By C.J. LovelaceNovember 20, 2019
FORT DETRICK, Md. - A smile that could light up a room, an infectious laugh and a kind-hearted person who would never hesitate to help others.
That's how coworkers of Gillis M. Bolden Jr. are remembering the 54-year-old, who died unexpectedly on Saturday, Nov. 16 in Frederick, Md.
"Every Soldier in the last couple years that has come through (the U.S. Army Medical Materiel Agency), they know Gillis," said Maj. Jonathan Williams, chief of USAMMA's medical fielding division. "He's definitely a great loss to the agency."
News of Bolden's untimely passing spread quickly throughout the Army Medical Logistics Command and USAMMA, one of the AMLC's direct reporting units. Bolden had worked as a civilian human resources specialist for USAMMA since 2016.
Bolden, who served over 20 years in the Army, was often the first person a new Soldier coming to USAMMA at Fort Detrick.
"He would drop anything he had to do to make sure the Soldiers were taken care of," said Capt. Ivette Daley, detachment commander for USAMMA. "He was that type of person that if I needed something, if anybody needed something, he was there for them."
Daley was that new Soldier back in March 2019. Bolden's first contact with Daley was an email welcoming her as she transitioned from Fort Stewart in Georgia.
Daley said her relationship with Bolden and his partner, Lydia, quickly grew after she arrived at Fort Detrick.
"He was like my best friend here. He took me everywhere," Daley said. "If you saw Gillis and Lydia, you saw me with them. If you saw me, you saw Gillis. That's just how they took me in as part of their family."
Bolden, a Frederick resident, retired from the Army as a non-commissioned officer in human resources.
In 2004, he joined the ranks of civilian staff at Fort Detrick, first working for the Military Personnel Division. He left the post for about five years to work in local law enforcement, but later returned to continue his career in human resources.
Daffay Auguillard, a human resources clerk at MPD who worked with Bolden, described him as professional and respectful in the workplace, but also funny and a pleasure to be around.
She said she would most miss Bolden's ability "to change the world with laughter."
"He would have you laughing and crying at the same time," Auguillard said. "He was surely the life of the office party. We never had a boring day with Gillis."
After his second stint at MPD, Bolden transferred to USAMMA in March 2016. In those three-plus years, Bolden touched many lives as he left his legacy on the organization and its people, according to his coworkers.
"His outlook on life wasn't like anybody else," said Staff Sgt. Donald Hosea, non-commissioned officer in charge for USAMMA's G-1, which oversees manpower and personnel. "He liked to smile, joke around. And he was the least negative person."
Daley shared a similar sentiment, saying no matter how hectic the work environment would get, he always lightened the mood and loved to joke around.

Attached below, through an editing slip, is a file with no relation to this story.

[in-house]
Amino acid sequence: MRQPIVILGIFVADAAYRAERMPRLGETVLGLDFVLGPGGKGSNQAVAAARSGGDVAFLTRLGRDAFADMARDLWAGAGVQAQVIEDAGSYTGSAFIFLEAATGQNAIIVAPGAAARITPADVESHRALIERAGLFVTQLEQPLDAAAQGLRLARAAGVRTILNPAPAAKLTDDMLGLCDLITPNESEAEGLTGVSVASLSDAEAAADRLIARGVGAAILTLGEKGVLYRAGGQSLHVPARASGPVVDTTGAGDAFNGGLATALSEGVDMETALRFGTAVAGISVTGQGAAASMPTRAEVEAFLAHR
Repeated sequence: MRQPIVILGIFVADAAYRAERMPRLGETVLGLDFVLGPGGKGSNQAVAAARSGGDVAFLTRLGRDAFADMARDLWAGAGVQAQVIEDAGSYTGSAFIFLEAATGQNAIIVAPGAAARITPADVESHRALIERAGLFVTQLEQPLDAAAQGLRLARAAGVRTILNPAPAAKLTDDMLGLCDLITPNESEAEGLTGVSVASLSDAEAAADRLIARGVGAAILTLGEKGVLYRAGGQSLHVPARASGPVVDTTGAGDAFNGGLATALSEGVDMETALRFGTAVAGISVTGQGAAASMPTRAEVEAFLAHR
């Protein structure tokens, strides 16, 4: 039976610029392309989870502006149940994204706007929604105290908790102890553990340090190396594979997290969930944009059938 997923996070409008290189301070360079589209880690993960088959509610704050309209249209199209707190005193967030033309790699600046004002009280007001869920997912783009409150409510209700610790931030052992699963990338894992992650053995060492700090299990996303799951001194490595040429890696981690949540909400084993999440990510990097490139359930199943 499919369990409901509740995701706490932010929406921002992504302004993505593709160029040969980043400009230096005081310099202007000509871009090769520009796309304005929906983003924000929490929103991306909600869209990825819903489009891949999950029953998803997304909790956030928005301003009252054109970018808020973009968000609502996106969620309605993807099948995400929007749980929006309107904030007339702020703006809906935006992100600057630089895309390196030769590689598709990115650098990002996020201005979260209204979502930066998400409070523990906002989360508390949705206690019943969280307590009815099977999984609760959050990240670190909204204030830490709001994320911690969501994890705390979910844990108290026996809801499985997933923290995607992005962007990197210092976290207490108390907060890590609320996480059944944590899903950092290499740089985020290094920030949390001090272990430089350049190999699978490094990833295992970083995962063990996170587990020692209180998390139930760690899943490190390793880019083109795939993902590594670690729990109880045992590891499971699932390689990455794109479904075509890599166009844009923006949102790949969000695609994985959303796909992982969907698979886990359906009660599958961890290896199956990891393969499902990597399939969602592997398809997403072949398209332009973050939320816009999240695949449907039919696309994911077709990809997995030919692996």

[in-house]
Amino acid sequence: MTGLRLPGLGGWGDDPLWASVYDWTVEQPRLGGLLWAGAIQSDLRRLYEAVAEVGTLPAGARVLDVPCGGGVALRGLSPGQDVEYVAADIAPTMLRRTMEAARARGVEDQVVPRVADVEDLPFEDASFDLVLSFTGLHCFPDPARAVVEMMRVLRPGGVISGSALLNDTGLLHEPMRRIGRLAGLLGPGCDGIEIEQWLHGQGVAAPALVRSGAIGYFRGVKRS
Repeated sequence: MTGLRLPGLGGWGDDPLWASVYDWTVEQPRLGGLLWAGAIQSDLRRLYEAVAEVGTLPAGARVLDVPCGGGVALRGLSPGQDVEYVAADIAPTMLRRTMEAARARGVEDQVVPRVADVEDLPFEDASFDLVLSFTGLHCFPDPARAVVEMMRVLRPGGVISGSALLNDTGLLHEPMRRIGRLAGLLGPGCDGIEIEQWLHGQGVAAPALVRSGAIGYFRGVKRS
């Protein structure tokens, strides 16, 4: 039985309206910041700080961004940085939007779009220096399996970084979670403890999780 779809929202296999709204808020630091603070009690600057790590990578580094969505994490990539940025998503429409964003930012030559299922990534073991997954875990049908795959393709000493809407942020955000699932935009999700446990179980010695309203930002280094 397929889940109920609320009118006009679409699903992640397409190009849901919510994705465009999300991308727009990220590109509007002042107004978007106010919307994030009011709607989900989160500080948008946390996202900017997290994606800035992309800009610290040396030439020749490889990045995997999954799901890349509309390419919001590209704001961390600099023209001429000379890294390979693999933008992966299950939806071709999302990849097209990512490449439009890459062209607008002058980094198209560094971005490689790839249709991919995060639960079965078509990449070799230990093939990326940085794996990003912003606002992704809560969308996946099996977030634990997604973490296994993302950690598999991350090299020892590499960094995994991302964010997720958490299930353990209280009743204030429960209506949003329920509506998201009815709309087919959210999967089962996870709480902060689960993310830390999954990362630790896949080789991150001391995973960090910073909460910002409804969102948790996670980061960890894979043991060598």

"He was just happy, kind," she said of Bolden. "He always had a smile on his face and it was a light-up-the-room kind of smile. ... I'd never seen him in a bad mood."
Bolden's death hit many in the AMLC and USAMMA Family particularly hard, Williams said, primarily because of the impact he made through his personal interactions and relationships with everyone he met.
Like Daley and others, Williams shared a special bond with Bolden.
"I'm also a minister at First Missionary (Baptist Church) and he would come out to hear my sermons and support me," Williams said. "He was just a great friend."
Williams will officiate Bolden's funeral service on Friday, Nov. 22 at First Missionary Baptist Church in Frederick, starting at 11 a.m. The family will receive friends from 3 p.m. to 5 p.m. and 7 p.m. to 9 p.m. on Thursday, Nov. 21 at the Keeney and Basford Funeral Home.
Daley recalled Bolden's love for exercising and coaching his sons' sports teams, but also chowing down on some Old Bay chicken wings and enjoying margaritas.
"And he had impeccable fashion," she said, cracking a smile.
Daley remembered a recent work trip where she, Bolden and others took some time to hike in the mountains near Ogden, Utah. Despite his strict gym regimen, Bolden seemed to prefer letting others in the group lead the way that day.
"I was like, 'C'mon Gillis, you go to the gym every day,'" Daley laughed, adding that she nicknamed him "Mo," short for molasses. "I would always have to tell him to hurry up. ... I think he was just enjoying the scenery."
Maybe it was the thin air in the Utah mountains, but maybe it was simply just the way Bolden lived his life - taking it all in, enjoying the little things and, most importantly, cherishing the people and friendships he made along the way.
"All the stories you hear about him, they are good stories," Williams said. "He enjoyed each day and respected all people. He was always quick to lend a helping hand."